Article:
What do we want from schools? There are many answers. As a significant recipient of public money it is right that schools are influenced by public opinion and political ideology.
This government, as was the case with the last, has made a priority of ‘closing the gaps’.
That means improving the school exam results of those who are from deprived backgrounds, with additional learning needs or from disadvantaged groups.
Although the qualifications which count in measuring the gap are changing, measurement of twelve school years by exam is not.
Qualifications are important but they are not all that the nation wants from its schools. When there is a problem in society schools are blamed and teachers are expected to find a solution. However, these other parts of the educator’s role in society are not reported in league tables.
Labour talked about a report card for schools. We were to be measured in a number of ways and have a single overall grade; the idea did not get taken up by the coalition. Instead they have provided lots more statistics about schools on their website. Yet it seems that these quantitative measures still miss the qualitative aspects of what schools achieve and that society wants young people to learn.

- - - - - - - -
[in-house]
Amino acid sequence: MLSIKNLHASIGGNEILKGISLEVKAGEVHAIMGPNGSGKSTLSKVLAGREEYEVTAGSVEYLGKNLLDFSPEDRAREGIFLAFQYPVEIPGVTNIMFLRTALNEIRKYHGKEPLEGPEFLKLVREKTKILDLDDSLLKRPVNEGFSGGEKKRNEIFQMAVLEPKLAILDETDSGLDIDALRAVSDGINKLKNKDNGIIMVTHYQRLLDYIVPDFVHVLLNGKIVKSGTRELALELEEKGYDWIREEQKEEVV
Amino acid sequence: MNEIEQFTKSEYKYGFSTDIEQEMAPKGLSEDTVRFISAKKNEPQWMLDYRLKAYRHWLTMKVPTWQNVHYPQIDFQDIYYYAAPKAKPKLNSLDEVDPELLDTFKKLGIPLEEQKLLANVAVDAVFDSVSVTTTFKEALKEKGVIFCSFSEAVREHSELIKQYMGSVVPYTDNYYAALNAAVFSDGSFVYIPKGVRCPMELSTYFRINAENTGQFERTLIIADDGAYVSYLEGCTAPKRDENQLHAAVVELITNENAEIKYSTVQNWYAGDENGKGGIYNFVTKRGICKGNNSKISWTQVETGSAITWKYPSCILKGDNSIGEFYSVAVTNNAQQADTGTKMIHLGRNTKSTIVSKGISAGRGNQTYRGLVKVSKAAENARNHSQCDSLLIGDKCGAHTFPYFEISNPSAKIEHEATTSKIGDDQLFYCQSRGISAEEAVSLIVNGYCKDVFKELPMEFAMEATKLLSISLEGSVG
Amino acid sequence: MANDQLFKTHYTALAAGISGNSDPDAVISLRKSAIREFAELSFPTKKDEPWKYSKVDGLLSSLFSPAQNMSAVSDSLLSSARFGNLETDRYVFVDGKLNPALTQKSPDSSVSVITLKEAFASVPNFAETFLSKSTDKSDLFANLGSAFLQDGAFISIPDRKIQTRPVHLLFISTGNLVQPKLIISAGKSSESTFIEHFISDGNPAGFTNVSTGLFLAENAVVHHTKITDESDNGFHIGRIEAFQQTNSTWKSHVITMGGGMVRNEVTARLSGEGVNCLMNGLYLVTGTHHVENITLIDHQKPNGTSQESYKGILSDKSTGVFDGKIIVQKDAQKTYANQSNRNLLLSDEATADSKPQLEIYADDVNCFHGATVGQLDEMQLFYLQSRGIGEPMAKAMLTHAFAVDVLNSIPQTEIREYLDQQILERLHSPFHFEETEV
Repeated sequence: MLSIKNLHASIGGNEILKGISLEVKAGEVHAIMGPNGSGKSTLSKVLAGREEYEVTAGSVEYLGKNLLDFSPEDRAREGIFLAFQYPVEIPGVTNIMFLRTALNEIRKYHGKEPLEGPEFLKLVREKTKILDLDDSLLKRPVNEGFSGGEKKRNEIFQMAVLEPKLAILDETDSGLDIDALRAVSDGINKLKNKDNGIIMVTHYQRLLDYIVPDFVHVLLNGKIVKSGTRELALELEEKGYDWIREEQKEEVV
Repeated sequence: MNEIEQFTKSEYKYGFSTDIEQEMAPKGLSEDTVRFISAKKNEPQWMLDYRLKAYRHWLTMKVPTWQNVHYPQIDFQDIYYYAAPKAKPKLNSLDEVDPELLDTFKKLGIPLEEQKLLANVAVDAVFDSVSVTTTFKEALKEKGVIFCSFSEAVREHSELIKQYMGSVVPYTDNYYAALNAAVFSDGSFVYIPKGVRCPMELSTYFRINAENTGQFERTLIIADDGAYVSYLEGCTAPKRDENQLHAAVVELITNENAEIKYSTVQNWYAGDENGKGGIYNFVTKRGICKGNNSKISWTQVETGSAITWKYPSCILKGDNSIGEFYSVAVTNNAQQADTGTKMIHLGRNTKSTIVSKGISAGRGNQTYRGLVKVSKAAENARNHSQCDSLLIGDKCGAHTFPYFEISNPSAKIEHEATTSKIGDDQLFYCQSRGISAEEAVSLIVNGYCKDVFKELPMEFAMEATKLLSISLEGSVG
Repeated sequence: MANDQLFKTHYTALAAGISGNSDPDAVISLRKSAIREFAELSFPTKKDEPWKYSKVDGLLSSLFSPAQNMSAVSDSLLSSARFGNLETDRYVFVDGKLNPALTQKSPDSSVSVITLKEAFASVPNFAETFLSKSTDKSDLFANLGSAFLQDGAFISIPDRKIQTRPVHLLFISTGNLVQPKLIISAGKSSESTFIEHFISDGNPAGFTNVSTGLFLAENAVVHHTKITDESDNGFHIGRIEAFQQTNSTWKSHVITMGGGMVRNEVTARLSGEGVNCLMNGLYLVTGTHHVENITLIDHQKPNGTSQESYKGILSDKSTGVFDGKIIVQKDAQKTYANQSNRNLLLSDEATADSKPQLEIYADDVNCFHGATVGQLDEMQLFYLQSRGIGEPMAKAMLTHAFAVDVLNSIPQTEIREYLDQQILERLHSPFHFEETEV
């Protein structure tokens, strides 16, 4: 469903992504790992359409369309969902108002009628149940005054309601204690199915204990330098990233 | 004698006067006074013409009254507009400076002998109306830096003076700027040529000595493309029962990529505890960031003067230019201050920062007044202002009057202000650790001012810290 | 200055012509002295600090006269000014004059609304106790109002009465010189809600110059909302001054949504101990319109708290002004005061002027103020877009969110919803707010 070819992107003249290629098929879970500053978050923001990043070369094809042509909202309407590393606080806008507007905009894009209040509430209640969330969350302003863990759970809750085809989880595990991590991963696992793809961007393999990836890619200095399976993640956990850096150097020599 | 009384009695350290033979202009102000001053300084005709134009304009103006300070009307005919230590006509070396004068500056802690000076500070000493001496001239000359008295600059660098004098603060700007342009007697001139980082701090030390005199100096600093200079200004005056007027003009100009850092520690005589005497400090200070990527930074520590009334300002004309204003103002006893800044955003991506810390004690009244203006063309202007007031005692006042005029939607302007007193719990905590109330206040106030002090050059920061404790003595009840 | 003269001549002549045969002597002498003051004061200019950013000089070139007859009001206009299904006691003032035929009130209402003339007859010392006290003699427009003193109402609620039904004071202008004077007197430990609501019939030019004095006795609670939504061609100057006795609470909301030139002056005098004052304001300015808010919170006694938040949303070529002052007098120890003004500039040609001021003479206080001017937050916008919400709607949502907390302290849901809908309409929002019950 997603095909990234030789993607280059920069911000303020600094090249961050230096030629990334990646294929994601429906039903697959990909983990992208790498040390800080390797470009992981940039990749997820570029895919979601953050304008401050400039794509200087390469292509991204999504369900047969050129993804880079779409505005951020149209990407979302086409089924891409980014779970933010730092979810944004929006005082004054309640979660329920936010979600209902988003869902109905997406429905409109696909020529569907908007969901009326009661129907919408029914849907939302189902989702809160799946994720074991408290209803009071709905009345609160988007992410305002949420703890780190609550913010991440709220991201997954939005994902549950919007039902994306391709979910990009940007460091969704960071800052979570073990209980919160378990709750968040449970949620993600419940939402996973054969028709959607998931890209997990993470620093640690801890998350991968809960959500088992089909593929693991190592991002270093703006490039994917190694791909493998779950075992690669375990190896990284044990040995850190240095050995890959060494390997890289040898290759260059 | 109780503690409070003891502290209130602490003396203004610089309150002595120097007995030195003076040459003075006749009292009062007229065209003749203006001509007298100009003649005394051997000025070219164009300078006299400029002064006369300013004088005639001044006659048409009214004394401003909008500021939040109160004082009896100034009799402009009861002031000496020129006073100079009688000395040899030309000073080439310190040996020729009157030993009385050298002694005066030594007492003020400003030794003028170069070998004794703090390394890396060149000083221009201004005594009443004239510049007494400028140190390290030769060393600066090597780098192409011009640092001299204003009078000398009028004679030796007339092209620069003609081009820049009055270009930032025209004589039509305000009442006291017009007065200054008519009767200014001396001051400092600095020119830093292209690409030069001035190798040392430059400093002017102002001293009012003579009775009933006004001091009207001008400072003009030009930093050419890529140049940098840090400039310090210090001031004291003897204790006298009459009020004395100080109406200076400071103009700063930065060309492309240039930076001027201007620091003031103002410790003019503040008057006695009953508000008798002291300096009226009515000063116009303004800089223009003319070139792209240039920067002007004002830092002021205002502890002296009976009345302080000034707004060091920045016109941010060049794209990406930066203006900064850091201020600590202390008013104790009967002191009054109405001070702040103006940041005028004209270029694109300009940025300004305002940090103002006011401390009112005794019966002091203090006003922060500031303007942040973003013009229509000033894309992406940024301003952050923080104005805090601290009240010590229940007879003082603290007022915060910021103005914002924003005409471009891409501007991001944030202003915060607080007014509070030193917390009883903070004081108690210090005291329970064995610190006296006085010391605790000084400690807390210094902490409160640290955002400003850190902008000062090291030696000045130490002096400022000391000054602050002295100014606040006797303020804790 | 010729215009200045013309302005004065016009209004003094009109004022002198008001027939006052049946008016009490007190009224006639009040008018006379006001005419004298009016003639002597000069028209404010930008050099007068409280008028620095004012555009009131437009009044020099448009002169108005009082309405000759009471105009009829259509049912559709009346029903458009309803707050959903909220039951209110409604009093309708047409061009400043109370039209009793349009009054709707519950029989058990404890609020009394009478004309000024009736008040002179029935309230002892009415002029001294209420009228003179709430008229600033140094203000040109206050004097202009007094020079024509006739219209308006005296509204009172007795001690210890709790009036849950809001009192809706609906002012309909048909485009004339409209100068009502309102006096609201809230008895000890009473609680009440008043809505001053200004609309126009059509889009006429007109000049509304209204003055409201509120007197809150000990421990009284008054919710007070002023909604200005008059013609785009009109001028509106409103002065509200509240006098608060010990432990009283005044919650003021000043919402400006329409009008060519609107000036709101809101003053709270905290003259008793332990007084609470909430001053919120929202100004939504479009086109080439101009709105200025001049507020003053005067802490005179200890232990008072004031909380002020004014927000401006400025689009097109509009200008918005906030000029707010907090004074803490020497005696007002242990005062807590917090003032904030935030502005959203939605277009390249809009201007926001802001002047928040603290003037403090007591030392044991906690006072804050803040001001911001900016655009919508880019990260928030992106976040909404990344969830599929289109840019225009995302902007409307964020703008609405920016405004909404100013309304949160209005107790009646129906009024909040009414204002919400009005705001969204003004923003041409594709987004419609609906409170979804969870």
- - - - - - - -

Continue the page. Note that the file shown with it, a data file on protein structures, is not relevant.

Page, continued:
Numbers and grades support a system focused on simple competition, one where we all benefit by having winners and losers.
We all want to be winners, or at the top of a list, but the intricacies of teaching children are not so easily ranked.
I do not think communities or employers gain from an education system which seems increasingly designed to create losers as much as winners.
Human development is complex and the context in which it takes place constantly changing. We need to think again about how we measure schools.
We need to combine students’ academic progress with development of other important characteristics such as resilience and independence.
In order to get the best education system, with more good schools, and have young people who are enthusiastic citizens able to make wise choices we must look further than the most GCSEs, or least pounds spent, as a way to judge quality.